Gratitude creates happiness. It is a wonderful habit to wake up and first thing, as a matter of habit, appreciate life, friends, colleagues, family and other loved ones. I personally love to start the day by doing something good for somebody: A charitable donation, some time with a mentee, a positive comment to somebody, a personal card. It has become a habit. More than anything, it makes me feel privileged to be able to do things for others.
Happiness is contagious. The employee getting a positive comment who then becomes happy and passes it on to her kid who then is nice to the school janitor. As a CEO with a wide reach across a community, my happiness can impact thousands of lives.
It has made me wonder how happiness among senior leaders may influence company culture and whether organizations with happy leadership have better results and a more positive culture.
Living in fear
In supply chain, where risk management has become important, we see serious risk avoidance. Let’s face it: Many companies have a punitive culture where transgressions and missteps are dealt with harshly. Employees avoid what may be a career-ending step.
While risk avoidance can be good, it can be – and often is – detrimental to organizations when it is pervasive. When decisions drag out infinitely because nobody dares make a decision, the organization is working on inertia. In the meantime, more nimble competitors are gaining market share. Risk avoidance can cause employees to refrain from voicing alternative points of view, bringing up new ideas or bringing problems to management’s attention. It creates a fake illusion of consensus, it kills innovation and it kills employee motivation.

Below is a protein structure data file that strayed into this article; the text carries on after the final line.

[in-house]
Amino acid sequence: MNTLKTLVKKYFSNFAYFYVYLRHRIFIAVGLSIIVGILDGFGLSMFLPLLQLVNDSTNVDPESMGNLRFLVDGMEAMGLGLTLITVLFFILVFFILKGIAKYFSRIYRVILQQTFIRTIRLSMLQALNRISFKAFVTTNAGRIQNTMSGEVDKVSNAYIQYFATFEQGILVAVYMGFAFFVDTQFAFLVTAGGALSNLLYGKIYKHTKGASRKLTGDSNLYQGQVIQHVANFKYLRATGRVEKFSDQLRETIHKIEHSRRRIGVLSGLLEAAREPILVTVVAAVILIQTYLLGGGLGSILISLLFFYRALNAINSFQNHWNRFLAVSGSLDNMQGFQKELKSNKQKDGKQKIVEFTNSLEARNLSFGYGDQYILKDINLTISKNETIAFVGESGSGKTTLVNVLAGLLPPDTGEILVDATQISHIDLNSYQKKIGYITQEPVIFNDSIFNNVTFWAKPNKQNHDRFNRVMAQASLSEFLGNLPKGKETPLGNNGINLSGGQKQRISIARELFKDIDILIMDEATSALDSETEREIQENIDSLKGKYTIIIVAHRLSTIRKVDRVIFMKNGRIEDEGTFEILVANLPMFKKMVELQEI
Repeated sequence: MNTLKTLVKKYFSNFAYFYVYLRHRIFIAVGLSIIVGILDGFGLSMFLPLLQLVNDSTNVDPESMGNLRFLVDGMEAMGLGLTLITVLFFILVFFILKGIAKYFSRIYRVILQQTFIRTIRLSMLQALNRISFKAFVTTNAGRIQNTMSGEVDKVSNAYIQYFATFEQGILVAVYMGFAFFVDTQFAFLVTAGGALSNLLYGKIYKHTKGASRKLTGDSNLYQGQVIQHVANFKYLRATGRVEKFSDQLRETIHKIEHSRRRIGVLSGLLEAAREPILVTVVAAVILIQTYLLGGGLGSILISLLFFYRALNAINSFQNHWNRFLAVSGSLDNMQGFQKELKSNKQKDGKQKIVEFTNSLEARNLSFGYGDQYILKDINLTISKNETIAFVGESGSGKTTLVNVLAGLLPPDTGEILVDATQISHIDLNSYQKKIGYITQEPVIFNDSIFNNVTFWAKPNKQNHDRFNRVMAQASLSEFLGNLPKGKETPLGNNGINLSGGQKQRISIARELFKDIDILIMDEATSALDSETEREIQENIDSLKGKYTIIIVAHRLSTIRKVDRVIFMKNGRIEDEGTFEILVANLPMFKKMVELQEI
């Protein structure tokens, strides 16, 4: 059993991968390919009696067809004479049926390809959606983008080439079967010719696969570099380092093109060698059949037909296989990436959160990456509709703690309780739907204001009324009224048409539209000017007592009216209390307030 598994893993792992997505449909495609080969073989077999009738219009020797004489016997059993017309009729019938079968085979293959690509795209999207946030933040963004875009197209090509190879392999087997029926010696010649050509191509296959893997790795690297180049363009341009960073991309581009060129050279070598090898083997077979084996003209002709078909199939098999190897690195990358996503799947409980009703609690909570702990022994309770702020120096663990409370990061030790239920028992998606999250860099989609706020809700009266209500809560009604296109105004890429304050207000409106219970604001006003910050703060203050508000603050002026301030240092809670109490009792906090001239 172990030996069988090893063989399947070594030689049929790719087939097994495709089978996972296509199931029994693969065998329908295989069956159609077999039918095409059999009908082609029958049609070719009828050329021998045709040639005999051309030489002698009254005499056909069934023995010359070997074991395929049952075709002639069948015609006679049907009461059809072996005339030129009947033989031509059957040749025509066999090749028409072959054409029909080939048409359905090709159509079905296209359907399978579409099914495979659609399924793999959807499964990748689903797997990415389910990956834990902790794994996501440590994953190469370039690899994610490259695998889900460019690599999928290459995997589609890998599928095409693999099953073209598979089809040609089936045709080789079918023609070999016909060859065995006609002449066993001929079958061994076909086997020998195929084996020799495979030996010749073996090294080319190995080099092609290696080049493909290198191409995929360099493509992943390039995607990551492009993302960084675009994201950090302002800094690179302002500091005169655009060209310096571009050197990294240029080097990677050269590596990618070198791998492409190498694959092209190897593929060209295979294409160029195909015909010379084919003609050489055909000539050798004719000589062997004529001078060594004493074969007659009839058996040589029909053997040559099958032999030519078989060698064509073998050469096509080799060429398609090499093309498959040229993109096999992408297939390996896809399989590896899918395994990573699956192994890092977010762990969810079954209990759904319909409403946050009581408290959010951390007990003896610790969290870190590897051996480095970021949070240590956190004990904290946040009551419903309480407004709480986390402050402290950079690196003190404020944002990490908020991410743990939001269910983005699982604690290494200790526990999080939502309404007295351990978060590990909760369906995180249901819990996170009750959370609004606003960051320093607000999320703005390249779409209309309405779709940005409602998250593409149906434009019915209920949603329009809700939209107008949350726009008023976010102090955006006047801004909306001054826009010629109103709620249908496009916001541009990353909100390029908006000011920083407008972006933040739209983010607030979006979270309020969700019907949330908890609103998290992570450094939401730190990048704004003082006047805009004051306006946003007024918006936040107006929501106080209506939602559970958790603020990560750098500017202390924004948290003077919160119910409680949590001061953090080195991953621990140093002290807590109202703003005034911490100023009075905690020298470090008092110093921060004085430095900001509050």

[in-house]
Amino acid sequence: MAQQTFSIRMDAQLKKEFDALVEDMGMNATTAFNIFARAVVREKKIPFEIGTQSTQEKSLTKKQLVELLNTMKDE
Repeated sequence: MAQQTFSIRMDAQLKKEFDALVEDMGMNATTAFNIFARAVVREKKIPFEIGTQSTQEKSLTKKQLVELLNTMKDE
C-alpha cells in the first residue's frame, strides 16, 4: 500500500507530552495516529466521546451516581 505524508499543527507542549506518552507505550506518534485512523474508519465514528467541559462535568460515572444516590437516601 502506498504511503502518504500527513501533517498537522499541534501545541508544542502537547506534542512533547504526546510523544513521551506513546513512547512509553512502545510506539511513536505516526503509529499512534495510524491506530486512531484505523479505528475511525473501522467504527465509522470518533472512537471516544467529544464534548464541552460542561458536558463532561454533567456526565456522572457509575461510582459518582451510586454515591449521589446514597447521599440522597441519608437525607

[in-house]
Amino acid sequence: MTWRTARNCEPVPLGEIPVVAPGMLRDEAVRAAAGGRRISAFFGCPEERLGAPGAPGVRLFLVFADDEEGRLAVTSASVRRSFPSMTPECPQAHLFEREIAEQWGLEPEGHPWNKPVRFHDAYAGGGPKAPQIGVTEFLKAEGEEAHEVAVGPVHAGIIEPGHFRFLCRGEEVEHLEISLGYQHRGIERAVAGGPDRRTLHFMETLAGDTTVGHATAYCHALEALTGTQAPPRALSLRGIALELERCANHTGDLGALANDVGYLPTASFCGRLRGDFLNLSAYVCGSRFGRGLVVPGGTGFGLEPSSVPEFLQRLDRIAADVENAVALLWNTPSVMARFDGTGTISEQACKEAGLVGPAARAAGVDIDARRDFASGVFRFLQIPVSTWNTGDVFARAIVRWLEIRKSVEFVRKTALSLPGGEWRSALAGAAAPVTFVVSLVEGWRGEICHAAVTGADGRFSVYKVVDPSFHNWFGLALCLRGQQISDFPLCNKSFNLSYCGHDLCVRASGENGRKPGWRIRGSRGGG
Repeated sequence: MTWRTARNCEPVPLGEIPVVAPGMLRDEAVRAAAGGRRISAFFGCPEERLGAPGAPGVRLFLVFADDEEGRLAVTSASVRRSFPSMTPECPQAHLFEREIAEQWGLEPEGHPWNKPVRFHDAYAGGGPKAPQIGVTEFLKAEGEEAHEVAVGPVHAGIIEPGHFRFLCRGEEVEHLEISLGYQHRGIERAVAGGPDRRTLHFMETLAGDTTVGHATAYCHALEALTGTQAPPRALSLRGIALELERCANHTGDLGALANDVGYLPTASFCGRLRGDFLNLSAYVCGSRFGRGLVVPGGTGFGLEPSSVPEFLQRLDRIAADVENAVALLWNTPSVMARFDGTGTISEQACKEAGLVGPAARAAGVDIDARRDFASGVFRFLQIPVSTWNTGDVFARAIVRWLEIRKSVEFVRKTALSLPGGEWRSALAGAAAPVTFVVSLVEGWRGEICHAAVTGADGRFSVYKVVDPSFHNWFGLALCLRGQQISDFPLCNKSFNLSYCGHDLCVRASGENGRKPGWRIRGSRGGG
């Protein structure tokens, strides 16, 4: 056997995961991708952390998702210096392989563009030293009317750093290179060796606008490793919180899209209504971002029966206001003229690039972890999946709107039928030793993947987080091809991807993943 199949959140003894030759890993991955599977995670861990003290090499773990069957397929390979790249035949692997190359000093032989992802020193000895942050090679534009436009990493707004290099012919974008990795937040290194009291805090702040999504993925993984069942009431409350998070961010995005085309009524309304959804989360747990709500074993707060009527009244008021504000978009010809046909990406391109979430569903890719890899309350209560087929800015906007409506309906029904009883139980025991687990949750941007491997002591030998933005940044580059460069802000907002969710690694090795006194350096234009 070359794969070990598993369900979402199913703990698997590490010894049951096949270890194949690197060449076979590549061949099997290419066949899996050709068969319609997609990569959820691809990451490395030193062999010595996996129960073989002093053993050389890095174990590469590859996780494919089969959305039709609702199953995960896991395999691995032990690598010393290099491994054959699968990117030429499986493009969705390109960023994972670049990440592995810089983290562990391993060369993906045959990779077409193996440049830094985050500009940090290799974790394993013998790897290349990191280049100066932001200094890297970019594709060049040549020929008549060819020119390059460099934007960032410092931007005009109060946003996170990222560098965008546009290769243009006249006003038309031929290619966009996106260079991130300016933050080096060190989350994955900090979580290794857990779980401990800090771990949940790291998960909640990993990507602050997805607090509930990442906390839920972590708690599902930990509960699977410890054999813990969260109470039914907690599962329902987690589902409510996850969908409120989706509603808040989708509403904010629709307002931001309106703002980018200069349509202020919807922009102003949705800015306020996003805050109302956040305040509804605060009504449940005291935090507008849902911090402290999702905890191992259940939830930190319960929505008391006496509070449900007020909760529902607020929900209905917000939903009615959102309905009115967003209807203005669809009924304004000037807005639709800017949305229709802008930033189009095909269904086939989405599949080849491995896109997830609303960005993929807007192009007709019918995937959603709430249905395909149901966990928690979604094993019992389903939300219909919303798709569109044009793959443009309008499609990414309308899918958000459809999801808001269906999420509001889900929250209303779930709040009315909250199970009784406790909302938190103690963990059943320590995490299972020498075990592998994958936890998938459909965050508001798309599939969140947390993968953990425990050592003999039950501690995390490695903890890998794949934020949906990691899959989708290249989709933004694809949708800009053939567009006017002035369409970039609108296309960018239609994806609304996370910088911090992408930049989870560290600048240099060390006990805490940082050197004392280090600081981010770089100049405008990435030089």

Companies with high degrees of risk avoidance make more strategic and tactical errors. Their focus tends to be on the day-to-day and often miniscule problems.
A positive culture supports collaboration, not just internally but also with external partners. It is more likely to foster innovation and creativity. It is related to employee satisfaction and longevity. All of these are areas that correlate to success and profitability.
Think before you speak
Ask business leaders, and they all want to create a positive culture. However, it takes focus to stay the course. Leaders can undo years of positive culture, when they overreact on isolated incidents, side-track dissenters, or publicly discuss failures. Leading often means shouldering fear. Everyone has the fear of failure. It is built into our DNA, and it worked well for our ancestors’ survival. For leaders, failure can be very public. Yet, being a leader is also a privilege, and with that privilege comes the obligation of shouldering the fear without letting fear overwhelm. Only weak leaders don’t recognize the fear. Great leaders figure out how to translate the fear into a positive team culture, placing the focus on results and what it takes to get there. Nobody wants to go through the business jungle with a skittish leader.
Hannah Kain is founder, President and CEO of ALOM, a leading global supply chain company headquartered in Fremont, California.